In the deep recesses of my mind, tucked away in a well-protected crevasse is Heartland. Memories of my boyhood reside there. It is a place where a boy’s picturesque view of his world makes time stand still. I do not often go there, but when I do a warm memory always welcomes me. Let’s go there now. A memory of my boyhood is waiting for us.
The Methodist Church of Corydon, Iowa sits on the northeast corner of the intersection of North DeKalb and West Jackson streets. A steeple accentuates its grey-shingled roofline. Stained glass windows soften its red brick walls. A rose-shaped one distinguishes its front side. On which a thick, wooden door serves as the primary entrance to the church.
Standing at the door, I read, yet again, the note left on the kitchen table for me this morning. “Meet me at the parish office, 9:00 AM,” it says. Scribbled below the words is…Reverend M. E. Weston.
At 8:58 AM, I pull the door open. Step through it into the church lobby. As my eyes adjust to the darkness, I find my way across the lobby. I pass an empty coat rack. Step around the bin for donated clothes. Go by the table on which a display of the Upper Room rests. Head up the stairs to the hallway that leads to sanctuary. Then stop at the door to the parish office.
At precisely 9:00 AM, I take a deep breath then knock on the door. It opens decisively. Leaving me standing face-to-face with Dad. Looking at him—formally dressed in a black suit, starched white shirt, and tie—I realize the man before me is the minister of the church, not dad.
“Mark Edward, I’ve been expecting you,” he says. “Please come in.” Pointing to a chair in front of a large desk, he tells me to sit there. As I settle in, he walks around the desk. Then seats himself in a large desk chair on rollers on the opposite side of the desk from me. Eyes on me, he leans forward. Puts his elbows on the desk. Intertwines his fingers and clasps his hands together.
“Mark Edward, is there something you need to tell me?” he says. Heart beating rapidly, breathing laboriously my eight year-old mind races madly. “What is it I need to tell him?” I wonder. Could it be my messy room? Not cleaning Major’s poop from the yard? The pranks I play on Pamela? Not lifting the lid when I pee?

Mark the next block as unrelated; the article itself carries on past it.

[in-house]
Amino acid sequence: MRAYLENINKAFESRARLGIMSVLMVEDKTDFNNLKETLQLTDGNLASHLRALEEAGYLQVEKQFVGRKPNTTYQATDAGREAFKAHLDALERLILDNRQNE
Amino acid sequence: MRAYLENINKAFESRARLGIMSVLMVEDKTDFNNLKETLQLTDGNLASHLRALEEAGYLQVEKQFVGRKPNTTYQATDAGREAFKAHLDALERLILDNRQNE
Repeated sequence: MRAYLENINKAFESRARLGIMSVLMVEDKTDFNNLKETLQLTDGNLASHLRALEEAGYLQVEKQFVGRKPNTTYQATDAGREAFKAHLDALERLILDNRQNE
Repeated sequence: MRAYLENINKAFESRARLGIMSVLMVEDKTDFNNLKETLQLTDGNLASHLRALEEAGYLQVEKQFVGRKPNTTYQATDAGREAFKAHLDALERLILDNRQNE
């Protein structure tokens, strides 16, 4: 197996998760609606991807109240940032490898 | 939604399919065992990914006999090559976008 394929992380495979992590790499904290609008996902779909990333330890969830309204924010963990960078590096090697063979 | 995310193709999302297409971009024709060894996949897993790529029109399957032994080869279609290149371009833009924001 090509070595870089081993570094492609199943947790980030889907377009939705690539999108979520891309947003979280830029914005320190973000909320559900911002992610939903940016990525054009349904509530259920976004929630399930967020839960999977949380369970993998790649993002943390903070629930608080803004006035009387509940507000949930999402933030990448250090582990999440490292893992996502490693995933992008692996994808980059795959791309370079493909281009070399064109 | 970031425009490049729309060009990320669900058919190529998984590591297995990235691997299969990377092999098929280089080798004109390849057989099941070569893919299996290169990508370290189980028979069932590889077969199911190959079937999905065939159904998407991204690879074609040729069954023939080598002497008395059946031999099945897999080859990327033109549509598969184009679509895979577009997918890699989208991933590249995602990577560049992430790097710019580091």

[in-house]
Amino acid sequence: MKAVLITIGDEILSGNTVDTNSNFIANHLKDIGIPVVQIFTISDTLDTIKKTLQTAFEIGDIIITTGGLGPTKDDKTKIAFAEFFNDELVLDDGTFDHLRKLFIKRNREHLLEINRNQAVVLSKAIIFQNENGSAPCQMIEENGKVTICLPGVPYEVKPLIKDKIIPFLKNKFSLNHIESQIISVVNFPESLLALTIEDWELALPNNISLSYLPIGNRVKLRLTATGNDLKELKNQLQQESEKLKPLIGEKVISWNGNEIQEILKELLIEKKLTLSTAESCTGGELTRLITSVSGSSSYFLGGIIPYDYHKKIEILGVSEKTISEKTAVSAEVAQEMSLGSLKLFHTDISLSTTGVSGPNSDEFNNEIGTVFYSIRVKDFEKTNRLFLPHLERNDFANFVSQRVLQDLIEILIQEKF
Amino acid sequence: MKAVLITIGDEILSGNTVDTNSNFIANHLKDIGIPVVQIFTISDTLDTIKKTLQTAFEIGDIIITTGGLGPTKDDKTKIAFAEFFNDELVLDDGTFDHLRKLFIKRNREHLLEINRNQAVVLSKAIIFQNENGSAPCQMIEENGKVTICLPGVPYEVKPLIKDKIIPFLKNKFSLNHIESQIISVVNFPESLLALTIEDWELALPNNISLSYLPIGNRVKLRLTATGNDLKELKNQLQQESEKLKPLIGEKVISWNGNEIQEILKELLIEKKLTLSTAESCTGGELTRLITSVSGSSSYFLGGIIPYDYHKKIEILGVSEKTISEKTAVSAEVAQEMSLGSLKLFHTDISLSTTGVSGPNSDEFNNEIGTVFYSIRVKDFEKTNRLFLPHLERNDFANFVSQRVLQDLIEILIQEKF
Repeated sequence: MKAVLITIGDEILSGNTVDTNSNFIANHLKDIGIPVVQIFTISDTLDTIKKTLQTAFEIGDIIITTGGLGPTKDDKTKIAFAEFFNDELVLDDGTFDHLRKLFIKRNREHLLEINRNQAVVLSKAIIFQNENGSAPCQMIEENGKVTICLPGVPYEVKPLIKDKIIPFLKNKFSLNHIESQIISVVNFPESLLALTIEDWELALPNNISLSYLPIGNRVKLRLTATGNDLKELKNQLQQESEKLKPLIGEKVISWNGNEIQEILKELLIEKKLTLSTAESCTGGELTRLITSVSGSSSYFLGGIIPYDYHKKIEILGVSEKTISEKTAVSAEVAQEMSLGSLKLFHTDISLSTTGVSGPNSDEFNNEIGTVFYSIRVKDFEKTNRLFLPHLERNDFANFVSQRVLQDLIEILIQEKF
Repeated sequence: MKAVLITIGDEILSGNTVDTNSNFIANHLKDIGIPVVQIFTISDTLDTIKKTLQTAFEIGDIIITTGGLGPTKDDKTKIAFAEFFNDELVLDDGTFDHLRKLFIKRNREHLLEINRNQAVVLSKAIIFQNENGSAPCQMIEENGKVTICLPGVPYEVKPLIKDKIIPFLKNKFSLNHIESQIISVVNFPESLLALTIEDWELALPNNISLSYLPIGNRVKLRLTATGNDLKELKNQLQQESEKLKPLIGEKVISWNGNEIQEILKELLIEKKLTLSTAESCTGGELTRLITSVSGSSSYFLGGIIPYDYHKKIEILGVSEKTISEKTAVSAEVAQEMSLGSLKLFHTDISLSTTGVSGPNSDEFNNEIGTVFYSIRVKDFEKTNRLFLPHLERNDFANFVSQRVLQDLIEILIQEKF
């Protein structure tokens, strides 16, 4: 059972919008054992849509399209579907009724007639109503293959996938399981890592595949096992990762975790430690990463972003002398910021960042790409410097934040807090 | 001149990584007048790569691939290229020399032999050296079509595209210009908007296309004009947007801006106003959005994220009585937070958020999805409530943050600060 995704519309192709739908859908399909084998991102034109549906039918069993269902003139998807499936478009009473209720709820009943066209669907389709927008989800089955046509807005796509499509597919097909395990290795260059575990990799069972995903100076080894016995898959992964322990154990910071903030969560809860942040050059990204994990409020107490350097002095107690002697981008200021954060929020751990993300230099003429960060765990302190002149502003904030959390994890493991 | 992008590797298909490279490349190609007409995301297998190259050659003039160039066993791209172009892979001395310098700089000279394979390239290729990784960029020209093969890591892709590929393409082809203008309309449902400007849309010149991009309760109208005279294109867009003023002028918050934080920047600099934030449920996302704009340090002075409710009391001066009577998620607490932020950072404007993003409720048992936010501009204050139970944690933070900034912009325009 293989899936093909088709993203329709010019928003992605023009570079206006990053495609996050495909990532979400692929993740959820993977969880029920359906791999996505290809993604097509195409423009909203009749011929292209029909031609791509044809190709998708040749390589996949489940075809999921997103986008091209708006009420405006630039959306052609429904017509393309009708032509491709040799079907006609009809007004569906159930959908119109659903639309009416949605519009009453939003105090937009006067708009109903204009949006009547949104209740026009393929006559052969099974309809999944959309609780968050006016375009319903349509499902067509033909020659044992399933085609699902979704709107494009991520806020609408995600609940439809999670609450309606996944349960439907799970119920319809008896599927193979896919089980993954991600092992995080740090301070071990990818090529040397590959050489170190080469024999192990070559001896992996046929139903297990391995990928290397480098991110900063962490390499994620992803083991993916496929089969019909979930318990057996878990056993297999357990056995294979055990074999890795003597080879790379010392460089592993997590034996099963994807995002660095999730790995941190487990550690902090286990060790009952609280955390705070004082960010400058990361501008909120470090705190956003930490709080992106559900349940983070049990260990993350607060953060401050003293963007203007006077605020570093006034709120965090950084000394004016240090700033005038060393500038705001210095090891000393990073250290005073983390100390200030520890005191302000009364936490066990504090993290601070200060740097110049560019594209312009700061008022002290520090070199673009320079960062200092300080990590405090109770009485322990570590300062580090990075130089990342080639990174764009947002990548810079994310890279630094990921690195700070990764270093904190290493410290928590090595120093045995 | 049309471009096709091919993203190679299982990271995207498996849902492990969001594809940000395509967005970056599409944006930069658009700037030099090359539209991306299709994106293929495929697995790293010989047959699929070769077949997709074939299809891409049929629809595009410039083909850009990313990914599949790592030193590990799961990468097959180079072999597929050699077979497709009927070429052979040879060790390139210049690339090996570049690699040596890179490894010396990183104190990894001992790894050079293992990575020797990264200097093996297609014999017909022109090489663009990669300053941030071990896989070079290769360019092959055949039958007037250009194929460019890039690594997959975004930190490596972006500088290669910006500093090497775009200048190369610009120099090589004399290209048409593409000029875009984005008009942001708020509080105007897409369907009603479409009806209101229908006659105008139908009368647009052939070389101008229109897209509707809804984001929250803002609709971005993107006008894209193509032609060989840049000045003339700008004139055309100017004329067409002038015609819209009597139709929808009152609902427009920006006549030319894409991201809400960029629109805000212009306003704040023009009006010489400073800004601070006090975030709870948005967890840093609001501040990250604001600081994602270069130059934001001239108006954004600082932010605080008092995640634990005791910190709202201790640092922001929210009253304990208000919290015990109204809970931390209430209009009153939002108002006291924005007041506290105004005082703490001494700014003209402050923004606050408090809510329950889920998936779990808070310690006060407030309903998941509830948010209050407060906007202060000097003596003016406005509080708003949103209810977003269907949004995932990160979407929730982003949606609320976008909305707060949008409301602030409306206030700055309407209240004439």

“Come now, Mark Edward, tell me what you’ve done,” he says. My mind fills with an assortment of indiscretions. Could it be my not eating the Brussels sprouts Mom served at dinner last Sunday? Wearing my underwear for three straight days? Not doing my math homework? My head about to explode with possibilities, I silently pray, “Great God in heaven, tell me, please, what have I done?”
A calm settles over me. Me being here, in this office, with the minister of the church, I conclude that what he seeks from me must be church related. Focusing, I think about the times I misbehaved during the Sunday service? The time I was late to Sunday school because I was outside playing in the snow with my dog Major? Perhaps it is about me plugging up the toilet, or drinking the grape juice for communion?
Interrupting my church-related-list-running reverie, he says, “Tell me what you’ve done, there will be no punishment. Truthfulness is the path to forgiveness.” Oh, how at this moment I so need forgiveness. But for which of my many transgressions should I seek it?
Sitting here, before him, my mouth is suddenly dry. I lick my parched lips. The rubbing of tongue on lip triggers a memory of the candy bars—a maple flavored Bun and a Zagnut bar—I ate yesterday afternoon. Each cost me ten cents at the Rexall drug store, on the square, downtown.
Thoughts arise within me of the table in the church lobby on which copies of the Upper Room are for sale. How the booklet is the basis for the daily devotions of the women of the church and an integral part of their monthly Prayer Chain meeting. On the table is a small, square, wooden box with a hinged top and clasp. In has a one-inch slit. Through which each woman who takes an Upper Room, slides a dime.
Tears welling up in my eyes, I know what warrants me being here. Realization turns to words. “I took two dimes from the box,” I say. Tears cascading down my cheeks, I lean forward, face in hands, elbows on knees. A few seconds later, a hand touches my shoulder. I look up. There is Dad, with tears in his eyes.
On this trip to Heartland, the memory that greets my arrival involves two candy bars, a donation box, and the minister of the church. It is a lesson about truthfulness, confession’s soul cleansing affects, and the power of forgiveness. Me realizing that discomforts from being devious arise from my desire to be virtuous. That living truthfully requires I confront such discomforts, and by so doing diminish my devious nature.
On a deeper level, I have come to understand that the encounter in the parish office was about the roles each of us must play. That Dad is sometimes Dad; other times the minister of the church. That sometimes I am son, other times parishioner. That sometimes roles overlap. When they do, it takes great care to preserve the unique goodness of each role, while honoring the possibility of new roles emerging.
Moreover, I now recognize that inherent in each role we play, should we care to see it, is a lesson. In the case of Dad and me, the lesson is about coming forth from a place of love. Being resolute, yet yielding. Teaching while learning.
For these reasons, this time as I leave Heartland, my heart carries a newfound sense of gratitude for the way Dad’s hand on my shoulder planted seeds of love within me that to this day continue to blossom. With each bloom that comes forth I think of him. And of the meaningful moment we shared in the office of the minister of the church.
Note: This is the 27th post in the Heartland Series. Please click the subscribe button on the right side of the blog page to be notified of future posts.